Kurt Warner made the Super Bowl play all kids dream about growing up

Jordan Schultz

The Pro Football Hall of Fame will welcome its Class of 2017 on Aug. 5. This week, Shutdown Corner is highlighting the greatest moment for each member of the seven-man class, leading up to Saturday’s induction ceremony.

Kurt Warner wasn’t supposed to be in the NFL.

He didn’t have the athleticism, arm strength or the physical fortitude. That’s what the scouts said about the Burlington, Iowa native when he went undrafted in 1994. Warner, in this respect, embodies the American dream. He wasn’t a top draft choice, he didn’t go to a marquee school and did he have the blue-chip pedigree of his peers. His NFL dream was miles away when he was famously stocking shelves at a grocery store and working as an assistant for his alma mater, Northern Iowa.

Yet, he had a season that gives every sports underdog hope. If Warner could lead the 1999 St. Louis Rams to a Super Bowl championship, anything seems possible.

When Warner was still hoping to make the NFL he still kept a strenuous workout schedule and made sure his body and arm stayed fresh. If an opportunity came calling, he was going to be ready. In 1998, after stints playing in the Arena Football League and with NFL Europe, Warner finally got his chance when the Rams came calling.

Warner earned the backup job with the Rams, though he barely played that 1998 season. When starting quarterback Trent Green suffered a season-ending knee injury during the 1999 preseason, Warner got the nod to replace him. Nobody expected the miracle that followed.

Despite accumulating just 16 NFL snaps before the 1999 season began, Warner was remarkable from Week 1 on. He had 18 touchdowns and three interceptions during the Rams’ 6-0 start. Warner and St. Louis surprised everyone by going 13-3 and winning the NFC title. Warner was named NFL MVP.

Then Warner provided the signature moment of his brilliant career in Super Bowl XXXIV against the Tennessee Titans.

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Warner, who was a virtual unknown five months before that Super Bowl, threw for 414 yards, setting a Super Bowl record that stood until Tom Brady eclipsed it last season. His entire season was a fantasy, and he finished it with the type of play kids dream about in the backyard. After Tennessee rallied to tie the game with 2:12 left, Warner threw a 73-yard yard touchdown to Isaac Bruce with 1:54 remaining. Bruce’s touchdown ultimately proved to be the game-winner.

It was a vintage play from the offense that will always be remembered as “The Greatest Show on Turf.” Warner took a deep drop, with no extra protection as all of St. Louis’ eligible receivers ran routes. With pressure starting to come from his right side, Warner threw deep to Bruce. Bruce made the catch and then made a great run to get to the end zone.

Warner was one of those kids who dreamed about that moment growing up.

“To be able to step on the football field as I had dreamed about in my front yard a million times, and throw a touchdown pass as time is running down with two minutes to go in the Super Bowl to kind of seal the victory, it doesn’t get any better than that,” Warner said. “That’s what every kid, especially every kid that wants to be a quarterback, dreams about their entire life growing up. You watch all the great ones, you remember the great ones that did it on the biggest stage, and you say, ‘I hope one day I can have the opportunity to play in the biggest game, have the ball in my hands and have a chance to lead my team to a touchdown to win the Super Bowl.’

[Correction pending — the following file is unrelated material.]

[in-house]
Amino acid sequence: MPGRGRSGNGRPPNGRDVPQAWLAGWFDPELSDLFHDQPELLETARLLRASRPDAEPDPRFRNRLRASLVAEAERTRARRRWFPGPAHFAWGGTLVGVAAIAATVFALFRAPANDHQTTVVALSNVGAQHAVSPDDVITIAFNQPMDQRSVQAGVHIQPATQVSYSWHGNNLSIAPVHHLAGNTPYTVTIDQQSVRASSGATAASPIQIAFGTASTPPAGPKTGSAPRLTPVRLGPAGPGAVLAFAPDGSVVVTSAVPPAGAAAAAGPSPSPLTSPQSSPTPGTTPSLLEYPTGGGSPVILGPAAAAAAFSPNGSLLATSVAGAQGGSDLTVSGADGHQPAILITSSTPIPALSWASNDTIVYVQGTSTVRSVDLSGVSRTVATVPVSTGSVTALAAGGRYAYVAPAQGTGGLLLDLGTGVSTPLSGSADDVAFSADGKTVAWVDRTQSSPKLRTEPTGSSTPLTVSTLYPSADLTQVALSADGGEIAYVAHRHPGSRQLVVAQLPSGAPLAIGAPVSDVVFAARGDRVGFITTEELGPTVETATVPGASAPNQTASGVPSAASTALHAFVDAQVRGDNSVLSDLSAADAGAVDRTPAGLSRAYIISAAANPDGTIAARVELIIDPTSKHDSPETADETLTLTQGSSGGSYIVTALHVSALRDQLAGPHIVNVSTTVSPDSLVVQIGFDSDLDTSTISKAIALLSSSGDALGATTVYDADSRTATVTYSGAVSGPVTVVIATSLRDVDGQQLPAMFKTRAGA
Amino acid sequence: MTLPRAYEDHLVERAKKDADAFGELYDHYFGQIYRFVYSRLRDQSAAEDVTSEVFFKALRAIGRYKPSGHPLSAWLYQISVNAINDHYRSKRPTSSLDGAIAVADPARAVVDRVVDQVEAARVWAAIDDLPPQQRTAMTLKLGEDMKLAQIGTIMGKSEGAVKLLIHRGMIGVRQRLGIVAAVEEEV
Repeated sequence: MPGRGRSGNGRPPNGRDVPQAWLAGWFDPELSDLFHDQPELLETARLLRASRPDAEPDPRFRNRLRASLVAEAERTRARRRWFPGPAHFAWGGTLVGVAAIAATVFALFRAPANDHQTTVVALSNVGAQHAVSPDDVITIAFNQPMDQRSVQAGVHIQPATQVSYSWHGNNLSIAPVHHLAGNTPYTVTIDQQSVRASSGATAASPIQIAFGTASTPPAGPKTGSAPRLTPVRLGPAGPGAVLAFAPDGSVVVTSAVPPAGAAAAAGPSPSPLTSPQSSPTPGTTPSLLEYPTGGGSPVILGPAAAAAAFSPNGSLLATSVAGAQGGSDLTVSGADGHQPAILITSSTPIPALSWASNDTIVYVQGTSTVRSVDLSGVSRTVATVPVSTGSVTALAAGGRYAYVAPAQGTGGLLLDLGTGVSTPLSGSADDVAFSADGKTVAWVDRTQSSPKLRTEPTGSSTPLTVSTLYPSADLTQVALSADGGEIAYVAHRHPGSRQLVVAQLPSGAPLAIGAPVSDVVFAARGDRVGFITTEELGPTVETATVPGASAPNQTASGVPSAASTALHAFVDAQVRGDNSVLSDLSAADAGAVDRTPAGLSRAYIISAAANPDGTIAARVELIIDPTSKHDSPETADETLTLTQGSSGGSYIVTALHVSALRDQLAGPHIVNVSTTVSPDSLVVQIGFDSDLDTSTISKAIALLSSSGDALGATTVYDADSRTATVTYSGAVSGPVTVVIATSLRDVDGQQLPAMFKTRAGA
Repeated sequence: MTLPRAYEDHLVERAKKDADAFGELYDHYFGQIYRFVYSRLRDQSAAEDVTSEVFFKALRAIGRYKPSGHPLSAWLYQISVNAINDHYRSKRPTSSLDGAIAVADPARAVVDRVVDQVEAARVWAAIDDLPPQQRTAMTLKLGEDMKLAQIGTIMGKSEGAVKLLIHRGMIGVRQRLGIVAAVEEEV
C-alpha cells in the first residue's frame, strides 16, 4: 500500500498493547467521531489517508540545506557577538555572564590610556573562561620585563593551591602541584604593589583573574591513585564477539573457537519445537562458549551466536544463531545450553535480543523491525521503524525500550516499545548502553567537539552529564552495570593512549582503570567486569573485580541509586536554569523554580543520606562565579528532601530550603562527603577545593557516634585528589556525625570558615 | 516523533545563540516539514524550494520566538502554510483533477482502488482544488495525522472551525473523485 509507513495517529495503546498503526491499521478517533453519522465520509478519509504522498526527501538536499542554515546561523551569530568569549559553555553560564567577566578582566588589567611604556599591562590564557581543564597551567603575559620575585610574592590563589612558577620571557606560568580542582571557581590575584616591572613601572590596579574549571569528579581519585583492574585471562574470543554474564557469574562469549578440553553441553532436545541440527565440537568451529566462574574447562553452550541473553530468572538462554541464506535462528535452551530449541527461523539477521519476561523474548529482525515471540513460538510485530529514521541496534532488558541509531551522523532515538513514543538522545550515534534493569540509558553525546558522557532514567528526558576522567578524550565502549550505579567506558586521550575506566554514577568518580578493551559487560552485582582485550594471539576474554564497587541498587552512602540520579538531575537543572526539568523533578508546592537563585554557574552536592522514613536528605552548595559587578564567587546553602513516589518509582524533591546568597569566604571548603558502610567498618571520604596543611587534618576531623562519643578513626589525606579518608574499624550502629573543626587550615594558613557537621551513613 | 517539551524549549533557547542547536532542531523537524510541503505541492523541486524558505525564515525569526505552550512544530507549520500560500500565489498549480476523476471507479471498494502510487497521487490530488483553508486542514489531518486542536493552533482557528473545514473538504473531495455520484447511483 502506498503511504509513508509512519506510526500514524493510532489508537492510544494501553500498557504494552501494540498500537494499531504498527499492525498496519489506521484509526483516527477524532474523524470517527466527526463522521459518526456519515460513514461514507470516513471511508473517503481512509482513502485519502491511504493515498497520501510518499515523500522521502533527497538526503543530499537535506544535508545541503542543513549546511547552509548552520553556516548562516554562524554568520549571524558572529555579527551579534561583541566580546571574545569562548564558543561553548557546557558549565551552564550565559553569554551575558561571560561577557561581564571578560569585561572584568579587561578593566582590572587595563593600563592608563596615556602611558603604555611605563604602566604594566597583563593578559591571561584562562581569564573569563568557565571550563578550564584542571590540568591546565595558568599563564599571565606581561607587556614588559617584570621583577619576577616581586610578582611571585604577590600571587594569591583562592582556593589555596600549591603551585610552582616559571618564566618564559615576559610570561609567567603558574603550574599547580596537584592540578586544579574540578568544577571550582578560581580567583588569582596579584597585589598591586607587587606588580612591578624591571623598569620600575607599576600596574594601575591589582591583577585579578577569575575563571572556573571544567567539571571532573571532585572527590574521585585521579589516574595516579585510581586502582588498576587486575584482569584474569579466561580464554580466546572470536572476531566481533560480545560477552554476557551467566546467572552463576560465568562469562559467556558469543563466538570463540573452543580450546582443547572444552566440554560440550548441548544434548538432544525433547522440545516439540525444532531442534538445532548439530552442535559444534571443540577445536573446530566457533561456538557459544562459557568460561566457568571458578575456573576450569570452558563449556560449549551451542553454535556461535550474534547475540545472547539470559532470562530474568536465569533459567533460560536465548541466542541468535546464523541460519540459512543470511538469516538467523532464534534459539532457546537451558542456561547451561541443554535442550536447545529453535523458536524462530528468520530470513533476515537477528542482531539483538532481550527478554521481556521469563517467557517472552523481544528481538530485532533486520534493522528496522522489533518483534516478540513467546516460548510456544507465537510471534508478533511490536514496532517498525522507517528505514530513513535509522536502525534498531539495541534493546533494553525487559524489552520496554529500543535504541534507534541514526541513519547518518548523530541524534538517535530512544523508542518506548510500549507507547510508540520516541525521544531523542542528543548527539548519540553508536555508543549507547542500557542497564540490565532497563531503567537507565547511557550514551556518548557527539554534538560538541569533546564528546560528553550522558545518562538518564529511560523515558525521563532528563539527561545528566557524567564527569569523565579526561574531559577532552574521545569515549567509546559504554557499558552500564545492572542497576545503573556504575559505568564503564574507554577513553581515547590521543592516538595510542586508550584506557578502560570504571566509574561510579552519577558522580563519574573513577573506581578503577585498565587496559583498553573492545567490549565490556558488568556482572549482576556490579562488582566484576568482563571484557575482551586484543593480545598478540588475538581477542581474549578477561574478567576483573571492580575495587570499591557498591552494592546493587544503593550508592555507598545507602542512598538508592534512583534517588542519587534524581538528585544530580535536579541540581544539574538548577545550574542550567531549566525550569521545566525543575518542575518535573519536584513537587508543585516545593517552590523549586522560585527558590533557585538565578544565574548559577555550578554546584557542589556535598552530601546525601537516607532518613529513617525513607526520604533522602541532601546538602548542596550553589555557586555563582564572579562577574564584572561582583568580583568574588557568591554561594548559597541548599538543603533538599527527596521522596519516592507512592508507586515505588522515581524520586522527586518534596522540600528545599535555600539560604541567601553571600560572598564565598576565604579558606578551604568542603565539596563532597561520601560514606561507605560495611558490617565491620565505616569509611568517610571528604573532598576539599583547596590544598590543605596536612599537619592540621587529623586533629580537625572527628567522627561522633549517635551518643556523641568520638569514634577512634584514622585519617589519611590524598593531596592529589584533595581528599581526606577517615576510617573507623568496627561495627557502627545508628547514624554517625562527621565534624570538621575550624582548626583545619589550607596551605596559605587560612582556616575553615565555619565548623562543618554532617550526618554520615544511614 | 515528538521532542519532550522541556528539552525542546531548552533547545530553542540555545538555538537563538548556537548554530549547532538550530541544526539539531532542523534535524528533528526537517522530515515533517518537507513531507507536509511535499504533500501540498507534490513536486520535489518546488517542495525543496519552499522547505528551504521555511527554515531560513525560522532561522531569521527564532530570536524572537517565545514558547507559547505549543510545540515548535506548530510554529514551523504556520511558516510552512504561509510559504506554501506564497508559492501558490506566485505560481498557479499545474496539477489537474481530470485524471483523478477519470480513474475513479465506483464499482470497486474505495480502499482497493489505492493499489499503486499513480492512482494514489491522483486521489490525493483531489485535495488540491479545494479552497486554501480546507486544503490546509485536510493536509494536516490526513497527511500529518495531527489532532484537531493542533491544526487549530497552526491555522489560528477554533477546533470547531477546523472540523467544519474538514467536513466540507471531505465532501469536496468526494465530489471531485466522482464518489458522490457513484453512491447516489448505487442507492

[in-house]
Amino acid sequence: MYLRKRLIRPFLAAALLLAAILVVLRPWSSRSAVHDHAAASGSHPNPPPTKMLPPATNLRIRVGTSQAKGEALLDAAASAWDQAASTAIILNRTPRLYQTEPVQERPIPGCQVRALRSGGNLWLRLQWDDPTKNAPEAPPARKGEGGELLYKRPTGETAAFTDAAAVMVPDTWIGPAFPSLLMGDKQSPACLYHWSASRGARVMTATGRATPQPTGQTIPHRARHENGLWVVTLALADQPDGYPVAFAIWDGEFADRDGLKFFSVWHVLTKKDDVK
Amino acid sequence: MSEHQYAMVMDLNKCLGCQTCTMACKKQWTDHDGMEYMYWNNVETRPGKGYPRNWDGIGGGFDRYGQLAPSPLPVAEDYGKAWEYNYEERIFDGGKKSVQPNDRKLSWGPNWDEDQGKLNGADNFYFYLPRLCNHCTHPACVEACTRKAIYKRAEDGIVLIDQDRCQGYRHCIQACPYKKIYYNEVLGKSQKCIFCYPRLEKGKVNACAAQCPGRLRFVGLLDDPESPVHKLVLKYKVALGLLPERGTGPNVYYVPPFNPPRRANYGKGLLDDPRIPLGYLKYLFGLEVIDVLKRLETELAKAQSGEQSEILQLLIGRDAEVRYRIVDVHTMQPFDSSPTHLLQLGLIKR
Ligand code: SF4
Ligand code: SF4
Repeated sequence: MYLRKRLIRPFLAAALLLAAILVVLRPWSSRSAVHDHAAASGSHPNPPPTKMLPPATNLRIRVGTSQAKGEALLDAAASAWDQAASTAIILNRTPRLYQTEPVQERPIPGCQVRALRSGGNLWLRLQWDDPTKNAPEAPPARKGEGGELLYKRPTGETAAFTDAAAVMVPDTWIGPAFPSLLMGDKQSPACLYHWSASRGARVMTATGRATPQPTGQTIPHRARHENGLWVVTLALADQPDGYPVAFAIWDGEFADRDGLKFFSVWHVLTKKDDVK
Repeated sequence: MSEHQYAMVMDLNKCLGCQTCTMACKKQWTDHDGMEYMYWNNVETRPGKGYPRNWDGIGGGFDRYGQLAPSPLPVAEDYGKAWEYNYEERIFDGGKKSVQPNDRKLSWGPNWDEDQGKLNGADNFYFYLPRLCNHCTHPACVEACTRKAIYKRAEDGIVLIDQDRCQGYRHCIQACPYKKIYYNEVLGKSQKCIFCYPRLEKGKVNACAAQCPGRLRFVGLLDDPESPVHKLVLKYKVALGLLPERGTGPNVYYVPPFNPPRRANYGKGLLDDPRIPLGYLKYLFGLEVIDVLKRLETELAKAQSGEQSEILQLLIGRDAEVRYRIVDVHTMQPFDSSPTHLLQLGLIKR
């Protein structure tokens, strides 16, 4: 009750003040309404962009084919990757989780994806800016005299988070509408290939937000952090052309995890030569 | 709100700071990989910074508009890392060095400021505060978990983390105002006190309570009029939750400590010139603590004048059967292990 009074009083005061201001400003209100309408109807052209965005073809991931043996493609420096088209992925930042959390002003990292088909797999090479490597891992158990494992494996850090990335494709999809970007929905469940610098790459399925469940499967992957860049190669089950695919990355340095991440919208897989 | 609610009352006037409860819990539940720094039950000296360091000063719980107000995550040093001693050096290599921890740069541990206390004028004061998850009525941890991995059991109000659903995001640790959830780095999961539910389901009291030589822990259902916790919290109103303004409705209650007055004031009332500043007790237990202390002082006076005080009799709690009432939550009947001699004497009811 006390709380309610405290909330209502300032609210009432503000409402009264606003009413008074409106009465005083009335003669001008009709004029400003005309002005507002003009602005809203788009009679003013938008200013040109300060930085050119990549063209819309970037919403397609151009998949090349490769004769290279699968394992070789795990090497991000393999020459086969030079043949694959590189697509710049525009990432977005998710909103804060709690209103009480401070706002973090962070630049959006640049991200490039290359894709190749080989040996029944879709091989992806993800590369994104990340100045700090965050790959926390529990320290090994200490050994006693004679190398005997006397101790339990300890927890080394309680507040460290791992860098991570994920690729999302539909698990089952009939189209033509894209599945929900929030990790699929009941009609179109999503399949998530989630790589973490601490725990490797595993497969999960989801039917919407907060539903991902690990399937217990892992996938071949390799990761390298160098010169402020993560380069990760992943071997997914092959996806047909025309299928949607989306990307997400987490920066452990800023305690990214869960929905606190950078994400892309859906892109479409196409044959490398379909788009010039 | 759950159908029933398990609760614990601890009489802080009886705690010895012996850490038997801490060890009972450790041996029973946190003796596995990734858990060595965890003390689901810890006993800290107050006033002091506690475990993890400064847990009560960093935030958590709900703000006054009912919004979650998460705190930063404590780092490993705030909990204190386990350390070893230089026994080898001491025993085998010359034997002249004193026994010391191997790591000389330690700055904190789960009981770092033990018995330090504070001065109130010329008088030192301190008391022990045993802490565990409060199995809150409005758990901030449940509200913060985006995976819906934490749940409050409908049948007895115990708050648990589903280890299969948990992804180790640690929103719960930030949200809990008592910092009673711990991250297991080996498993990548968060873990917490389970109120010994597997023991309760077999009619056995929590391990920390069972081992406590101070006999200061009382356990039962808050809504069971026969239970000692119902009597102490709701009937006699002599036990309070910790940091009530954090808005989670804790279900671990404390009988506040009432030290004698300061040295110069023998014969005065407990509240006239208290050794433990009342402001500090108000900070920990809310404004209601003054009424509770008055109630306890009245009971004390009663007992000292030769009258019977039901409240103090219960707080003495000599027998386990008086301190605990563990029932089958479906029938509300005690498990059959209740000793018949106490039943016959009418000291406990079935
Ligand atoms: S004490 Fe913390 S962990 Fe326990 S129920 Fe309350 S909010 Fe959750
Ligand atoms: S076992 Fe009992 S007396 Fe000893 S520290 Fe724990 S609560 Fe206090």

“That’s what the dream is.”

There was more to come in Warner’s Hall-of-Fame career. He led the Rams to an NFL record three straight 500-point seasons. He won two MVP awards. After some injury-filled seasons with the Rams and a forgettable year with the New York Giants, he had a rebirth with the Arizona Cardinals. In 2008, he earned a Pro Bowl selection while navigating Arizona to its first and only Super Bowl appearance, a 27-23 loss to the Steelers. That year, Warner won the league’s prestigious Walter Payton Man of the Year award for his charitable work off the field.

It’s hard to understand how it took the league so long to recognize Warner’s robust skill set: He had a devastatingly quick release, was a natural leader and proved to be a deftly accurate passer. Had he played earlier in his career (he was 28 years old during that 1999 season), Warner surely would have topped the 200-touchdown mark. He finished with 181. As it stands, he strung together a brilliant career that landed him in the Hall of Fame.

Warner’s story is one of the best among all the Hall of Famers, though he always had confidence in himself. He just needed a shot.

“They think, ‘Oh my gosh, he went from stocking shelves to winning the Super Bowl. How in the world did that happen?’” Warner said, according to the Canton Repository. “But here’s the thing: Every time I got a chance, I was highly successful. And when I got my opportunity with the Rams, I didn’t expect anything different.”

Kurt Warner hugs Rams coach Dick Vermeil after winning Super Bowl XXXIV

Previous “Greatest Moments” from the 2017 Hall of Fame class

One kick stands out in Morten Andersen’s Hall of Fame career

Jason Taylor dominated the game’s best quarterbacks, and they loved him for it

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